My dogs are barking

Several years ago I dog sat for my sister and her husband at their house on the lake. They had gone on a trip and needed someone to stay with their two dogs. I didn’t mind, plus it was like a mini vacation for me. This particular time I was without my kids – it was just me, and the lake, and the two boxers.

During the day I loved the wall of windows on the main floor facing the lake. What views! But at night the windows would turn black. I couldn’t see out, but I knew people could see in if they wanted to. But I never had to worry about anybody sneaking up on me in the night because those two dogs barked at every single sound, real or imagined. The wind blew “WOOF WOOF WOOF!” A squirrel climbed a tree, “WOOF WOOF WOOF!” A car drove down the street, “WOOF WOOF WOOF!” And I jumped out of my skin each and every time. “Shhh, girls, it’s okay…” I would try to soothe them. Or, “Stop it!” if I was really jarred.

The thing was, there was nothing there in the dark wanting to harm us. I knew there was nothing there. Well, I was pretty sure there was nothing there. But how could I know for sure when it was black outside, and I felt like a sitting target in a lit room with no curtains? The dogs certainly didn’t know whether what they heard was real danger or not. But by golly they were going to alarm me, anyway.

And this how I’ve come to understand fibromyalgia.

My nervous system barks. A lot. One day it barks that I must have a sprained ankle. The next that I have a big bruise on my forehead. The next that my clavicle is out of joint. Or that my feet are on fire. WOOF WOOF WOOF.

I consider myself lucky (grateful, blessed, whatever) that in today’s time there is a name for this, and it’s a real thing. Well, it’s real but the pain isn’t real. Well, the pain is real, but I don’t have a sprained ankle or bruised forehead or fire on my feet. THOSE CONDITIONS DON’T ACTUALLY EXIST. My body alarms me for things that don’t exist. It means well, but it’s wrong.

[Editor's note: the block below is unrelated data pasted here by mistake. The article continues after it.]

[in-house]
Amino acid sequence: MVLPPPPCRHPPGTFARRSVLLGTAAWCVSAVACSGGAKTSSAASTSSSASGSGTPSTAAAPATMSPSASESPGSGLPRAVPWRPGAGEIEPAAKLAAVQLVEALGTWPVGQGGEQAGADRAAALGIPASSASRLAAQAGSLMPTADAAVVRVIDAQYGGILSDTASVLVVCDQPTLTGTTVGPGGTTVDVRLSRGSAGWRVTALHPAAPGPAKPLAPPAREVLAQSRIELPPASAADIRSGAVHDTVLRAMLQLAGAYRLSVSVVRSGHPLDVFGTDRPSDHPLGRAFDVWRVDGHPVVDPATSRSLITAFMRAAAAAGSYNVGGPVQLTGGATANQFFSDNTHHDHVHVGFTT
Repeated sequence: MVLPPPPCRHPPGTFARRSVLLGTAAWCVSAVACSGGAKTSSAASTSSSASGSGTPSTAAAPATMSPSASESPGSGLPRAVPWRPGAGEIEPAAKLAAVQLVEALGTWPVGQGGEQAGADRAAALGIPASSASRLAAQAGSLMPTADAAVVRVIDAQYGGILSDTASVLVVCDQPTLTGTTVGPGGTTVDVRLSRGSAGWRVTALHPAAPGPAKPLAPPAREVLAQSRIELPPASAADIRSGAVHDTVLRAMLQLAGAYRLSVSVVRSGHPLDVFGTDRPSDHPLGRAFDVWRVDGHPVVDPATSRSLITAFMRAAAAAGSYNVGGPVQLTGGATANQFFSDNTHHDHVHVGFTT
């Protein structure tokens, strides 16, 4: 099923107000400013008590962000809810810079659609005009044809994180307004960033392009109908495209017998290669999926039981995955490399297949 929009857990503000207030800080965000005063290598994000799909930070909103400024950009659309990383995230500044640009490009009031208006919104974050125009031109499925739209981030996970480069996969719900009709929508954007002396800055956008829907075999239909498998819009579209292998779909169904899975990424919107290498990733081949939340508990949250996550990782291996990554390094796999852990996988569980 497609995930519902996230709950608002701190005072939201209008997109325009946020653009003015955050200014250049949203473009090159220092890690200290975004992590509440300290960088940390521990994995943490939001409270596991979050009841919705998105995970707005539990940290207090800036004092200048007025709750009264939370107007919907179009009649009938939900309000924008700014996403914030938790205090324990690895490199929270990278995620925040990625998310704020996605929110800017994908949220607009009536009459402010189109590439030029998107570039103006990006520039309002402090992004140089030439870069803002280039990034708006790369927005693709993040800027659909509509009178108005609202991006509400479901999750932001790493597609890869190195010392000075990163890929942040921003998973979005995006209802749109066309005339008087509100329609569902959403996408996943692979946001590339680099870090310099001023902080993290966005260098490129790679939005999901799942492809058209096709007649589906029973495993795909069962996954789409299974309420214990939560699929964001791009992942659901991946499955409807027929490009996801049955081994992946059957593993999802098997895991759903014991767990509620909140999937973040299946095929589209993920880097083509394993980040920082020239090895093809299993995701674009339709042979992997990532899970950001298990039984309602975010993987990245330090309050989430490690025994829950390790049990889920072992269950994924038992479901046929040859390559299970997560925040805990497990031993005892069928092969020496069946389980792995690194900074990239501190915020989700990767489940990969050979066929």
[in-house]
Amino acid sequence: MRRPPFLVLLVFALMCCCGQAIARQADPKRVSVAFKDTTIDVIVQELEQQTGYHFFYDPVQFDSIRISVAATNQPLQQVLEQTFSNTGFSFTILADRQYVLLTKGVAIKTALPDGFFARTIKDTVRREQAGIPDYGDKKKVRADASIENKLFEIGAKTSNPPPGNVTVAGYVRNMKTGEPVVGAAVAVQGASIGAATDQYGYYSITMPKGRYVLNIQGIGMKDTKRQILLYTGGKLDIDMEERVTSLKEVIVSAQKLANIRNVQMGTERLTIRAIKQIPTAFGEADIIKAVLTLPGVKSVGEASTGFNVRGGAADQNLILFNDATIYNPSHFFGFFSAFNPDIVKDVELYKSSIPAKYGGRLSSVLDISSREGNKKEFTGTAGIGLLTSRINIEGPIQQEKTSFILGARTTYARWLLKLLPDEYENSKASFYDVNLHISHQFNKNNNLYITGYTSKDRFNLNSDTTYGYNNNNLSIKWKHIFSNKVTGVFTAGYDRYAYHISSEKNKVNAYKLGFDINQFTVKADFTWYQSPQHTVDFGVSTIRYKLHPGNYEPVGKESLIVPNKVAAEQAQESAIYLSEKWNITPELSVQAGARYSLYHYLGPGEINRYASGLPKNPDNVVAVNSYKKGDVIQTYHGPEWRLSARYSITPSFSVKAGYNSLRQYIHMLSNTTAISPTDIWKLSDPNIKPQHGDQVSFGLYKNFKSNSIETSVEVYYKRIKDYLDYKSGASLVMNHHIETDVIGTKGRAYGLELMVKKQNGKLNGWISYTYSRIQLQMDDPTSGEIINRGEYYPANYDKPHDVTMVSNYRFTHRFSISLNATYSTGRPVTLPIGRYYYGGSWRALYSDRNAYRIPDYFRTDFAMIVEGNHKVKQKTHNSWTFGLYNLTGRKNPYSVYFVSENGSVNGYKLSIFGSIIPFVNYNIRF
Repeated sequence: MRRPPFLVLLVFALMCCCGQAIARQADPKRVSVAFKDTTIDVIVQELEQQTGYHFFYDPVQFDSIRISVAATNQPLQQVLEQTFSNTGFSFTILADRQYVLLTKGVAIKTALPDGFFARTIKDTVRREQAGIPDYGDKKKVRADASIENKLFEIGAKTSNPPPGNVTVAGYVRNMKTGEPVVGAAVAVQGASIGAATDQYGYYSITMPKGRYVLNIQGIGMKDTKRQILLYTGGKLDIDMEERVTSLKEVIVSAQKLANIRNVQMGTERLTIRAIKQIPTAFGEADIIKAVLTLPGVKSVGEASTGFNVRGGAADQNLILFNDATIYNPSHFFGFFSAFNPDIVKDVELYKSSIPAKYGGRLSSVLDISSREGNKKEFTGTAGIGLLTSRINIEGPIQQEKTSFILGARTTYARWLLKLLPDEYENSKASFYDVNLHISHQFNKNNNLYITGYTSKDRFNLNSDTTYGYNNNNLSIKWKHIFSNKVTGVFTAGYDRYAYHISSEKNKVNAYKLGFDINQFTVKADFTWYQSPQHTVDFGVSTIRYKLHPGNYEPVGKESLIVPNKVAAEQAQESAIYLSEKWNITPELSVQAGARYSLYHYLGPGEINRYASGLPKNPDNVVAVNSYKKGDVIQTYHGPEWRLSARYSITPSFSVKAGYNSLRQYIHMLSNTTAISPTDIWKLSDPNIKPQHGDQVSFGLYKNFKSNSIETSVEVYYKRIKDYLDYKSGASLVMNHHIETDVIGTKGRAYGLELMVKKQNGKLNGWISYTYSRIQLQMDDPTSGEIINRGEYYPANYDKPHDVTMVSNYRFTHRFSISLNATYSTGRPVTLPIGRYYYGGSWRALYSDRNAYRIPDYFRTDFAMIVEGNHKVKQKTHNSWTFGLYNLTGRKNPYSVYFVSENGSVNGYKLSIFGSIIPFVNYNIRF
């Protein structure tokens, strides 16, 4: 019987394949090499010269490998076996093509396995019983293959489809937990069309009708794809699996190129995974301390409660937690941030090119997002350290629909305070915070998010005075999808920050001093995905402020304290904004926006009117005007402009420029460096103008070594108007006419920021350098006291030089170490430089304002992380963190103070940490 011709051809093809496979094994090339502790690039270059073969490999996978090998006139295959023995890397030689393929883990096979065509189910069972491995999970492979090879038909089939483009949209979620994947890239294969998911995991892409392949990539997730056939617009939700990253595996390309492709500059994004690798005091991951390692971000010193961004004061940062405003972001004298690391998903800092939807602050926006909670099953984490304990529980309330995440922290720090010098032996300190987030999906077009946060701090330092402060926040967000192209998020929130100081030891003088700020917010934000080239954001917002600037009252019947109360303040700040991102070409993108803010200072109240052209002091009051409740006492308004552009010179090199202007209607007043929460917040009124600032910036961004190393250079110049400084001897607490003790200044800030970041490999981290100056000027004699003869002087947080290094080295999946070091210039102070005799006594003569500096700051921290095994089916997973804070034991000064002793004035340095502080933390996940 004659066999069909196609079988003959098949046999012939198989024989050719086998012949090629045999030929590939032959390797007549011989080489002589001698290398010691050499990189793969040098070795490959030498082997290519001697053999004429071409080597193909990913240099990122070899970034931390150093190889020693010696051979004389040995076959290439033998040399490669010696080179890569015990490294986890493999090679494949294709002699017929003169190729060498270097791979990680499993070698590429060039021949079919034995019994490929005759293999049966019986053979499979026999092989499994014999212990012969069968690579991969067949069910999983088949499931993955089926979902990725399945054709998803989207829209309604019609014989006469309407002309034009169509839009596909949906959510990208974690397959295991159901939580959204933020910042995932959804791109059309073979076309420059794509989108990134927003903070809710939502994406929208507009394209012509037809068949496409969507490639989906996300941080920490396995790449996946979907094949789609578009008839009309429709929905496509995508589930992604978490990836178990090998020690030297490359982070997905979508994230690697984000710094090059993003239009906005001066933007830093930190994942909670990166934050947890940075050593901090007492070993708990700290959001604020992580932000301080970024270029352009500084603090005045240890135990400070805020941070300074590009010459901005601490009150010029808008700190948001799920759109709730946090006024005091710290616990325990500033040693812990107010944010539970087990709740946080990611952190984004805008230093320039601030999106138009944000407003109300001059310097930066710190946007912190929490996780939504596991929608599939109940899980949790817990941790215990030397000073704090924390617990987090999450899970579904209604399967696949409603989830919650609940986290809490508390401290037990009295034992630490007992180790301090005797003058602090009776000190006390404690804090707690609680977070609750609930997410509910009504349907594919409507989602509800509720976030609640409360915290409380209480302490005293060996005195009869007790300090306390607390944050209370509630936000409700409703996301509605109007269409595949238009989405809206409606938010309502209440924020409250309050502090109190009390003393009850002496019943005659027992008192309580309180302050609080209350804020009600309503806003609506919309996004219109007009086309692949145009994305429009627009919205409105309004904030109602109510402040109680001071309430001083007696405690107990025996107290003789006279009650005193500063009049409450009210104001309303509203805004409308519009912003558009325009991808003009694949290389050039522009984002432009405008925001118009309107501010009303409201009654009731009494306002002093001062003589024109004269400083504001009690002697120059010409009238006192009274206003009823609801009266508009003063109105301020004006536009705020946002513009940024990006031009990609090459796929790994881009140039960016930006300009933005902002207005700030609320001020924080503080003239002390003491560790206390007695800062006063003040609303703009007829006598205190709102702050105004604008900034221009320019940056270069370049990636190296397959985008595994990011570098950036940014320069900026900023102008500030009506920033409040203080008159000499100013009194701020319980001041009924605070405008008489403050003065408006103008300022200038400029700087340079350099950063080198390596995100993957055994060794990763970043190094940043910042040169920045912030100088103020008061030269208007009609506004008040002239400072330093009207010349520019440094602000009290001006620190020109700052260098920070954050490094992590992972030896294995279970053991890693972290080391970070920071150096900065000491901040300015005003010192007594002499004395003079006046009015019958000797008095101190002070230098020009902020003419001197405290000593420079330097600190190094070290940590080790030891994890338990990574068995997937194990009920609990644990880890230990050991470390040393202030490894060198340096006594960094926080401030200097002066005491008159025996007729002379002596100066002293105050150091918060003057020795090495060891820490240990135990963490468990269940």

Somewhere along my nervous system there are dogs barking at nothing.

But unlike the black windows at my sister’s house, I know there is no danger. How do I know? Well, science.

Science can test to see if your feet are damaged, if your joints are damaged, if your muscles are damaged. And I’ve been tested, boy howdy have I been tested. So I can say with confidence, “Shhh, girl, it’s okay…” I can tell my nerves that there is no danger. I function through much of it (except fatigue), knowing everything is okay and that the pain is an incorrect message. I find great comfort in knowing that and it helps me feel less powerless. I can also find ways to distract my nervous system with things like staying busy, yoga, and/or medication.

I like doing all of those things. Pushing through, having hobbies, yoga, and drugs! Maybe one day I’ll be able to manage the barking dogs without medication. But not today and there’s no shame in that.

But what if there really is a danger, you ask? Sometimes there are prowlers and alarms need to be sounded. But how do you know which is which?

If my sister’s dogs went more wild than usual, I would be concerned. If I heard a noise myself, like a doorknob turning or knocking on the door, I would be concerned. I would call 911 if I thought I was in danger.

I have found that my body is great at letting me know when something is really wrong and needs attention. But it’s not easy. I’m learning that muscle pain, bone pain, and fatigue is likely fibro related. But when something new shows up (like pain that drops you to your knees, or numbness in your face) you may actually have something wrong that requires attention. WOOF WOOF WOOF can be a good thing.

So here is the important part – learning to discern. Sometimes when there is pain there is something wrong and it needs to be addressed. Sometimes the nervous system is right. And sometimes it is wrong. Often my nerves are just being alarmists. Silly nerves… they can’t help it, no use being angry with them. Though often wrong, they are sincerely trying to protect me and be helpful.

And that’s what fibromyalgia is to me.

Woof.

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